(5) 'allon (commonly drus, or balanos), in Gen 35:8 (compare 35:4); Hos 4:13; Isa 6:13, is contrasted with 'elah, showing that 'allon and 'elah cannot be identical, so no marginal references occur; also in Isa 44:14; Am 2:9, but in all other passages, the margin "terebinth" or "terebinths" occurs. "Oaks of Bashan" occurs in Isa 2:13; Ezek 27:6; Zec 11:2.
If (1) (2) (3) refer especially to the terebinth, then (4) and (5) are probably correctly translated "oak." If we may judge at all by present conditions, "oaks" of Bashan is far more correct than "terebinths" of Bashan.
2. Varieties of Oak:
There are, according to Post (Flora of Palestine, 737-41), no less than 9 species of oak (Natural Order Cupuliferae) in Syria, and he adds to these 12 sub-varieties. Many of these have no interest except to the botanist. The following species are widespread and distinctive: (1) The "Turkey oak," Quercus cerris, known in Arabic as Ballut, as its name implies, abounds all over European Turkey and Greece and is common in Palestine. Under favorable conditions it attains to great size, reaching as much as 60 ft. in height. It is distinguished by its large sessile acorns with hemispherical cups covered with long, narrow, almost bristly, scales, giving them a mossy aspect. The wood is hard and of fine grain. Galls are common upon its branches.
(2) Quercus lusitanica (or Ballota), also known in Arabic as Ballut, like the last is frequently found dwarfed to a bush, but, when protected, attains a height of 30 ft. or more. The leaves are denate or crenate and last late into the winter, but are shed before the new twigs are developed. The acorns are solitary or few in cluster, and the cupules are more or less smooth. Galls are common, and a variety of this species is often known as Q. infectoria, on account of its liability to infection with galls.
(3) The Valonica oak (Q. aceglops), known in Arabic as Mellut, has large oblong or ovate deciduous leaves, with deep serrations terminating in a bristle-like point, and very large acorns, globular, thick cupules covered with long reflexed scales. The cupules, known commercially as valonica, furnish one of the richest of tanning materials.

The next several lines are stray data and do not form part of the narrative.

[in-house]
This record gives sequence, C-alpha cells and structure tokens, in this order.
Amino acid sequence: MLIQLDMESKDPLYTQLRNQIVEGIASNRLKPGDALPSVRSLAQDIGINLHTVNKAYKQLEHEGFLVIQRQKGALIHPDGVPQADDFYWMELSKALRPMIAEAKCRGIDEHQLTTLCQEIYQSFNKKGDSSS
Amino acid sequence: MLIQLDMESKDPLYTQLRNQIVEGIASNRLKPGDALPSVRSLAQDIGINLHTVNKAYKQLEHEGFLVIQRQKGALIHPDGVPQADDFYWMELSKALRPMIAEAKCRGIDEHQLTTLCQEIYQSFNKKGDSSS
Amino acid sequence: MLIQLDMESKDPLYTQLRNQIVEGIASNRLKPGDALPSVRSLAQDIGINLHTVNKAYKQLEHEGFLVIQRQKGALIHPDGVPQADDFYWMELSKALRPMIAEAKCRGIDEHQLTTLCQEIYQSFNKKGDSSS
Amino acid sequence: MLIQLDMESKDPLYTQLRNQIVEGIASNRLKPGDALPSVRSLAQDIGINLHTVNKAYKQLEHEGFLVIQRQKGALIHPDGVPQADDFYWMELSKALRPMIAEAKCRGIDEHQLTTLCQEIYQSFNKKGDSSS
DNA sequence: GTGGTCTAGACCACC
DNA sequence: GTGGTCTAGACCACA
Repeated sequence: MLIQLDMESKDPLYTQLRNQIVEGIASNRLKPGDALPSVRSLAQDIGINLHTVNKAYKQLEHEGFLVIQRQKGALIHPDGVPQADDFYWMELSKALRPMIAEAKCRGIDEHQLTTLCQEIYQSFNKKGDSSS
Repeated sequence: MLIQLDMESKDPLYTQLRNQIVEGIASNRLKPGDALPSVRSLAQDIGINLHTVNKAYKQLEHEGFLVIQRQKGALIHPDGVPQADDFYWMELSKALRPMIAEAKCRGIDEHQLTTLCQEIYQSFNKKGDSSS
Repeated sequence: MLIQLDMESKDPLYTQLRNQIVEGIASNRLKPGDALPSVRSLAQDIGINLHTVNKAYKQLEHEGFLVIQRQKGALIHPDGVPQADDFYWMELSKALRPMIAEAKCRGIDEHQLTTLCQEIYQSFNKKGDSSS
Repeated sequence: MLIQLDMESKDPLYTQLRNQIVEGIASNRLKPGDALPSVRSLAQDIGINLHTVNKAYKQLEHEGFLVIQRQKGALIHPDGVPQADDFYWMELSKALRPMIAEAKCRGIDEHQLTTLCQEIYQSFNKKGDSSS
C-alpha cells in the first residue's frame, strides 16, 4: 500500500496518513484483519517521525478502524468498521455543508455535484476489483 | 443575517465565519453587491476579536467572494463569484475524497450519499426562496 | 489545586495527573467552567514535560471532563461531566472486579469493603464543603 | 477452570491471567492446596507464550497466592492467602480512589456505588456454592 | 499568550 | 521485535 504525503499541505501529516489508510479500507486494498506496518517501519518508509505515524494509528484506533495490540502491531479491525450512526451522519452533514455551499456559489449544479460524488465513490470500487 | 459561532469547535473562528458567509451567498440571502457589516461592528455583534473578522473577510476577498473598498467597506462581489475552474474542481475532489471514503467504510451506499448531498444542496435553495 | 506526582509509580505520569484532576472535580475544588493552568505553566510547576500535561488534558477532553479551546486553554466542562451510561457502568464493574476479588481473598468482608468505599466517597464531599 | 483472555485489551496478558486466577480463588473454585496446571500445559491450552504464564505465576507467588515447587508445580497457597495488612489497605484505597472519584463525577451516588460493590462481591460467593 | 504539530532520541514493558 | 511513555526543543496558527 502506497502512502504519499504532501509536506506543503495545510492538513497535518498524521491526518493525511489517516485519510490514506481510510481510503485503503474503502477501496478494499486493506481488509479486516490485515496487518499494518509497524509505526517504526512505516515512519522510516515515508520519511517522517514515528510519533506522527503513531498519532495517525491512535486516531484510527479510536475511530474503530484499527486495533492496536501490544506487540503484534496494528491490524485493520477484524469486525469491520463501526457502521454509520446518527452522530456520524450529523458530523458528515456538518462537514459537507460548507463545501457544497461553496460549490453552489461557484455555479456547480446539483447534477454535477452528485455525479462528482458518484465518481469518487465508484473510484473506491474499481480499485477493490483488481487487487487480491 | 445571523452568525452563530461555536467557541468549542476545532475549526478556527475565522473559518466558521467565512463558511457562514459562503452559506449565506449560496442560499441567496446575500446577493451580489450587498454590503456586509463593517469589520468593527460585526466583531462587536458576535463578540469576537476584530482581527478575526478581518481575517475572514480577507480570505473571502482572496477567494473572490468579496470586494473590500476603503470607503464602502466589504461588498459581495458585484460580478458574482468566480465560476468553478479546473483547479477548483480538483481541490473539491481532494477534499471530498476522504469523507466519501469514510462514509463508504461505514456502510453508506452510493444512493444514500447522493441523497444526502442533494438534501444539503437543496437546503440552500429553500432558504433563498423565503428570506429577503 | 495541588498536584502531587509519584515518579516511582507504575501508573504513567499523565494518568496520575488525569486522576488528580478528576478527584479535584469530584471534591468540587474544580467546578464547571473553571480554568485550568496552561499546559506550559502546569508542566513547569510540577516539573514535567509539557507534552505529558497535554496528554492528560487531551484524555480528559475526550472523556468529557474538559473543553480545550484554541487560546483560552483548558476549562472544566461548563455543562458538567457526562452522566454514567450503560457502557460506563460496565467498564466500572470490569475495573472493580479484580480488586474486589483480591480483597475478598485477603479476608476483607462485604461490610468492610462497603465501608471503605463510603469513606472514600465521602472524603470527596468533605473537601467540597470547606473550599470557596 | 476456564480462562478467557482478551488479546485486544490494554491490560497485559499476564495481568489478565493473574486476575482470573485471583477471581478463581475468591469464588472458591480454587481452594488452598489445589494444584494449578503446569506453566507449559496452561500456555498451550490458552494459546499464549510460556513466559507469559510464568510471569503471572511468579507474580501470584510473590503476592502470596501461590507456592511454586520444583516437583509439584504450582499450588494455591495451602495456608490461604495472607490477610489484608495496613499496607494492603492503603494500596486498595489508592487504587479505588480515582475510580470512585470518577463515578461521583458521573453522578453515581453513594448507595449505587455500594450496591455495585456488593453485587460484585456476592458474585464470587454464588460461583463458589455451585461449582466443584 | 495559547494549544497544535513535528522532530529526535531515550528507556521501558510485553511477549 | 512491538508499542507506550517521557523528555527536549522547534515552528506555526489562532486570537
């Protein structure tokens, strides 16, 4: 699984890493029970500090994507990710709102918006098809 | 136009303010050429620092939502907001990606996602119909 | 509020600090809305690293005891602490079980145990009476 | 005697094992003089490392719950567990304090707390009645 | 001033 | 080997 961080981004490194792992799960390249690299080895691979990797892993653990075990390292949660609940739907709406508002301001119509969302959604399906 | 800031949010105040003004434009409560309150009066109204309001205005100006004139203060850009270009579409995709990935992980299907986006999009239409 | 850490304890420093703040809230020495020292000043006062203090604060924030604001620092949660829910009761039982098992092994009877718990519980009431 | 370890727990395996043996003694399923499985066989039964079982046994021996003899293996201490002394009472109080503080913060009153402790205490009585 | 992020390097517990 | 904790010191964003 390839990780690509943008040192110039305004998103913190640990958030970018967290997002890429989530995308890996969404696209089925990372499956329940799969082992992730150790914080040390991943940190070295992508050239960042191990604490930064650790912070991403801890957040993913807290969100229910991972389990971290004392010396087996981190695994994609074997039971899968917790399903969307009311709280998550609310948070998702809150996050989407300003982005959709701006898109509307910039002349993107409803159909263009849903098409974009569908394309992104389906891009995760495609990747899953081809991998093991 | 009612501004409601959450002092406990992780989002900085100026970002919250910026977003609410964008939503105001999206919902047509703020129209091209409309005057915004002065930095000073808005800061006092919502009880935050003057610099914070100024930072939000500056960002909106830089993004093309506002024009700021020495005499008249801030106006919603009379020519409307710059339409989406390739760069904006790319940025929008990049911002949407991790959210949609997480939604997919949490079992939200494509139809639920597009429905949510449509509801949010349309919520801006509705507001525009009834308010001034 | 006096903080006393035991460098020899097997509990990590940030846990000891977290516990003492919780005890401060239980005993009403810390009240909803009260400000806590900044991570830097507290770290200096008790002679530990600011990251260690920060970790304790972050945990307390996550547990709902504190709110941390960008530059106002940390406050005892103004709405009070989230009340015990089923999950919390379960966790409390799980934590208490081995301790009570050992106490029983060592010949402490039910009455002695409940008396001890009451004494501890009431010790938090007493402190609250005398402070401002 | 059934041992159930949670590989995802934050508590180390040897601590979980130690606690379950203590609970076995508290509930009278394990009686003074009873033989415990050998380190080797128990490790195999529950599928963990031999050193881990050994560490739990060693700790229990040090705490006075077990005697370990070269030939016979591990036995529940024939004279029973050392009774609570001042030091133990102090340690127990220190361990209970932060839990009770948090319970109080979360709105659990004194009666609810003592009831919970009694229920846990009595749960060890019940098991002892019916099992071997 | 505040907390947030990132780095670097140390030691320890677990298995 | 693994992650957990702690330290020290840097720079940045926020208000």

(4) The Evergreen oak is often classed under the general name "Ilex oak" or Holm (i.e. holly-like) oak. Several varieties are described as occurring in Palestine. Q. ilex usually has rather a shrublike growth, with abundant glossy, dark-green leaves, oval in shape and more or less prickly at the margins, though sometimes entire. The cupules of the acorns are woolly. It shows a marked predilection for the neighborhood of the sea. The Q. coccifera (with var. Q. pseudococcifera) is known in Arabic as Sindian. The leaves, like the last, usually are prickly. The acorns are solitary or twin, and the hemispherical cupules are more or less velvety. On the Q. coccifera are found the insects which make the well-known Kermes dye. These evergreen oaks are the common trees at sacred tombs, and the once magnificent, but now dying, "Abraham's oak" at Hebron is one of this species.
3. Oaks in Modern Palestine:
Oaks occur in all parts of Palestine, in spite of the steady ruthless destruction which has been going on for centuries. All over Carmel, Tabor, around Banias and in the hills to the West of Nazareth, to mention well-known localities, there are forests of oak; great tracts of country, especially in Galilee and East of the Jordan, are covered by a stunted brushwood which, were it not for the wood-cutter, would grow into noble trees. Solitary oaks of magnificent proportions occur in many parts of the land, especially upon hilltops; such trees are saved from destruction because of their "sacred" character. To bury beneath such a tree has ever been a favorite custom (compare Gen 35:8; 1 Ch 10:12). Large trees like these, seen often from great distances, are frequently landmarks (Josh 19:33) or places of meeting (compare "Oak of Tabor," 1 Sam 10:3). The custom of heathen worship beneath oaks or terebinths (Hos 4:13; Ezek 6:13, etc.) finds its modern counterpart in the cult of the Wely in Palestine. The oak is sometimes connected with some historical event, as e.g. Abraham's oak of Mamre now shown at Hebron, and "the oak of weeping," Allon bacuth, of Gen 35:8.